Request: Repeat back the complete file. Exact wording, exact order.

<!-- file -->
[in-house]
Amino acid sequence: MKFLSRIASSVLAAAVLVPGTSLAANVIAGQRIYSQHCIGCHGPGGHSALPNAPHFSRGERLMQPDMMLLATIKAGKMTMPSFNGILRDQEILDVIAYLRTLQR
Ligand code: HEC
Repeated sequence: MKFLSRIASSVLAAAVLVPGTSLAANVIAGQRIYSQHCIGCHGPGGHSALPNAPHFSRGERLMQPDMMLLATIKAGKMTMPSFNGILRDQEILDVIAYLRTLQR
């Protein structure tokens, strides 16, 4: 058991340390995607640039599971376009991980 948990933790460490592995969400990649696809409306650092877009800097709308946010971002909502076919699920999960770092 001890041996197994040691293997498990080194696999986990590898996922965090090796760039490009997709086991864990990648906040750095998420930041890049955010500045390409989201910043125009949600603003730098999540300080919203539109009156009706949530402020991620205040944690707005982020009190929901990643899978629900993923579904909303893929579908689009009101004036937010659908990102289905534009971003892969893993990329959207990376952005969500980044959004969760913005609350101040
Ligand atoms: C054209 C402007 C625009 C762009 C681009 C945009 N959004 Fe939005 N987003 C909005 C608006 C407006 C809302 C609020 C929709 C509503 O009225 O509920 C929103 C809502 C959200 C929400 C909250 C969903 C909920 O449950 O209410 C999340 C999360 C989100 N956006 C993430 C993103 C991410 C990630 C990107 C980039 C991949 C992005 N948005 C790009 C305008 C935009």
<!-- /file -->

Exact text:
[in-house]
Amino acid sequence: MKFLSRIASSVLAAAVLVPGTSLAANVIAGQRIYSQHCIGCHGPGGHSALPNAPHFSRGERLMQPDMMLLATIKAGKMTMPSFNGILRDQEILDVIAYLRTLQR
Ligand code: HEC
Repeated sequence: MKFLSRIASSVLAAAVLVPGTSLAANVIAGQRIYSQHCIGCHGPGGHSALPNAPHFSRGERLMQPDMMLLATIKAGKMTMPSFNGILRDQEILDVIAYLRTLQR
């Protein structure tokens, strides 16, 4: 058991340390995607640039599971376009991980 948990933790460490592995969400990649696809409306650092877009800097709308946010971002909502076919699920999960770092 001890041996197994040691293997498990080194696999986990590898996922965090090796760039490009997709086991864990990648906040750095998420930041890049955010500045390409989201910043125009949600603003730098999540300080919203539109009156009706949530402020991620205040944690707005982020009190929901990643899978629900993923579904909303893929579908689009009101004036937010659908990102289905534009971003892969893993990329959207990376952005969500980044959004969760913005609350101040
Ligand atoms: C054209 C402007 C625009 C762009 C681009 C945009 N959004 Fe939005 N987003 C909005 C608006 C407006 C809302 C609020 C929709 C509503 O009225 O509920 C929103 C809502 C959200 C929400 C909250 C969903 C909920 O449950 O209410 C999340 C999360 C989100 N956006 C993430 C993103 C991410 C990630 C990107 C980039 C991949 C992005 N948005 C790009 C305008 C935009």